5. Syria

“A decade of conflict has dragged millions of Syrian families into poverty, forced children to work just to survive, and drove hundreds of thousands of them out of school, making education a pipe dream," said Sonia Khush, Save the Children’s Syria Response Director. 

More than 4.6 million children across the country are food-insecure. Families can simply not afford to put food on the table. At least one in eight children, or 500,000, currently suffer from stunting or chronic malnutrition.

As the COVID-19 outbreak in Syria continues to spiral out of control, the country is struggling with a chronic shortage of hospital beds, testing, water, and oxygen. "Imagine what it is like for displaced families in an overcrowded camp with no access to treatment or protection, who do not know whether to escape from the ongoing hostilities or find protection from a deadly pandemic."  

Photo credit: Sami M. Jassar / Save the Children

6. Yemen

After more than five years since the escalation of hostilities, Yemen remains the world's biggest humanitarian crisis

The UN estimates that 16.2 million people in the country will face high levels of acute food shortages early this year. This includes more than 7 million children, with nearly 21,000 children at risk of falling into famine.

For more than five years, children in Yemen have died because of conflict, disease and extreme hunger. Malnourished babies are getting the worst possible start to life, and fewer and fewer people can afford a basic meal.

Photo credit: Rik Goverde / Save the Children

7. South Sudan

South Sudan has one of the highest child mortality rates in the world with more than 90 children out of 1,000 dying before they reach the age of five.

Now, a dramatic increase in food insecurity has pushed one million children in South Sudan to the brink of starvation with no signs of slowing. 

Recent severe flooding, intercommunal violence, the effects of the COVID-19 pandemic, and general economic decline have had a devastating impact on the region. The loss of crops, livestock, homes, and access to hospitals has pushed 6.5 million people into a severe food crisis.

8. Ethiopia

Today, the children of Ethiopia are facing unprecedented challenges. The region had been hit hard by desert locust, heavy flooding and other climate-related crises.

The conflict in Tigray has left over over 1.7  million people displaced across the Tigray region. Another 5.2 million people are in need of assistance.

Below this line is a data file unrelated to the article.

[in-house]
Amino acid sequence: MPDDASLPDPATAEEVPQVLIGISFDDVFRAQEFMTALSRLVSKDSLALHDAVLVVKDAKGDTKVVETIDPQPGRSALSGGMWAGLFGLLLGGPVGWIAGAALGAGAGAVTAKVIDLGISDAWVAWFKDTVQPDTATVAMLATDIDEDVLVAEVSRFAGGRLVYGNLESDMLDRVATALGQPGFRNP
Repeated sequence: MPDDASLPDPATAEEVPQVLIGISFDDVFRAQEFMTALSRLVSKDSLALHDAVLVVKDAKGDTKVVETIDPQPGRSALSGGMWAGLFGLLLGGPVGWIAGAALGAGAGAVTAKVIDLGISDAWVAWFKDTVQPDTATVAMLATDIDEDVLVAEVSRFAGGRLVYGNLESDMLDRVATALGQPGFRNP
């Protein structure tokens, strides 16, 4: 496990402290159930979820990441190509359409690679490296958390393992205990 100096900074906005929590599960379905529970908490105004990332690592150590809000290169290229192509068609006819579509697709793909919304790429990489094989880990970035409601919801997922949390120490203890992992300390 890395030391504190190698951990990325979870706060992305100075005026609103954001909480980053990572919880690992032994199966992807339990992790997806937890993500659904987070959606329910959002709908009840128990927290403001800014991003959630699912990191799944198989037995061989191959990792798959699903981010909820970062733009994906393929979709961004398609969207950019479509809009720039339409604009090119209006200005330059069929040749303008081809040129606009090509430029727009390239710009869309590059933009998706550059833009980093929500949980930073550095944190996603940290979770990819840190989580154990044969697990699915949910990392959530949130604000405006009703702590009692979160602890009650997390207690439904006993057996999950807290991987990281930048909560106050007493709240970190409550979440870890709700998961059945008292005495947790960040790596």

An alarming number of children are currently separated from their parents as the result of the conflict in Tigray, with many living in unsafe and dire conditions in informal camps. LEARN MORE ABOUT CHILDREN IN ETHIOPIA.

Photo credit: Etinosa Yvonne / Save the Children

9.  Nigeria 

Conflict in Nigeria's northeast is escalating. The end of 2020 was marked by a horrific attack on a secondary school in northwestern Nigeria. 

Sadly, the recruitment of children by armed groups in the Sahel region has been on the rise. With health and education systems already in crisis, children are fighting to survive. 

Photo credit: Ahmad Baroudi / Save the Children

10.  Iraq

Decades of conflict and widespread violence have plagued Iraq, which is one of the five worst conflict-affected countries to be a child.

An unprecedented 3 million Iraqis have been forced to flee their homes due to violence, about half of whom are children. 

In late 2020, the sudden closure of several formal camps for Internally Displaced Persons (IDP) in Iraq forced thousands of people to live in abandoned areas among rubble and unexploded bombs. 

* Name changed for protection.

Save the Children's history of working on humanitarian crises

Save the Children has responded to every major humanitarian crisis since World War I. We are always at the ready - among the first to respond and the last to leave an effected area. In 2020, we responded to 136 emergencies in 77 countries and aided 18.5 million children in crisis.  Today, our staff are on the ground responding to emergencies and humanitarian crisis around the globe.